I’m writing this from Orlando, Florida, where I just delivered the opening keynote for the American Association of Urgent Care Medicine annual conference and exhibition at the Walt Disney World Resort. As you might imagine, I come here frequently for such engagements as well as for Microsoft corporate conferences. It is one of the few places that can really handle large groups. On previous visits I’ve had the pleasure of taking the “back stage” tour of Walt Disney World. I’ve also spent a little time at the Disney Institute. Business people from all over the world come to Disney to learn the magic of running the Magic Kingdoms. In addition, whenever I visit Orlando I try to spend a little of my downtime visiting the Disney parks. On this trip, I took another look at Epcot and Disney’s MGM Studios. All this got me to thinking about what it would be like if Disney did healthcare. Here are a few of my observations:
If Disney did healthcare there would still be long lines and lots of waiting, but they would handle the lines so well that nobody would really mind. Furthermore, if you were really in a hurry you could always grab a Fast-Pass. Despite the long lines, the total experience would be so compelling that any wait would soon fade from memory.
If Disney did healthcare our hospitals and clinics would be impeccably clean, safe and extremely efficient despite the press of humanity seeking services there every day.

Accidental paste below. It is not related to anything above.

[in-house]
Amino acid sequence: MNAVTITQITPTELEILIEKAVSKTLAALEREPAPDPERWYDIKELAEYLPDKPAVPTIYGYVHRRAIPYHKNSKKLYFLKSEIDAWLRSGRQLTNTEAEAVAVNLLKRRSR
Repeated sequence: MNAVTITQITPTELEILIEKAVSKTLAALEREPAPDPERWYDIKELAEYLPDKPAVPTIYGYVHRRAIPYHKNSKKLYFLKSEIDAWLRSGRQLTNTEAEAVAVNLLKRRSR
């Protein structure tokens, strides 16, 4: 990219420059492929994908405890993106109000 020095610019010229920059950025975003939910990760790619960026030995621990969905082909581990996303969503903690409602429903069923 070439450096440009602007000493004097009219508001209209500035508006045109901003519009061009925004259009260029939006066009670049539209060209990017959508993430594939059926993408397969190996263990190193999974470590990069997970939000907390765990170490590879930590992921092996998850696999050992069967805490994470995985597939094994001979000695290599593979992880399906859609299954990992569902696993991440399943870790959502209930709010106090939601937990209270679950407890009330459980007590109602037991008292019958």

The doctors and nurses, and everyone else from janitor to clerk, would greet patients with a smile. Grumpiness wouldn’t be tolerated. All workers would understand that they were cast members playing the most important roles in their patients’ lives. They would always strive to put the customer first.
If Disney did healthcare they would know everything about me from the moment I entered their clinic or hospital until the time I went home and everywhere in between. All of this would be facilitated by the best technology money could buy. And you better believe that would include customer relationship management tools. And even though computers would be running virtually everything, most of that technology would be invisible except where it was meant to be seen. Nothing could threaten the special relationship between provider and patient.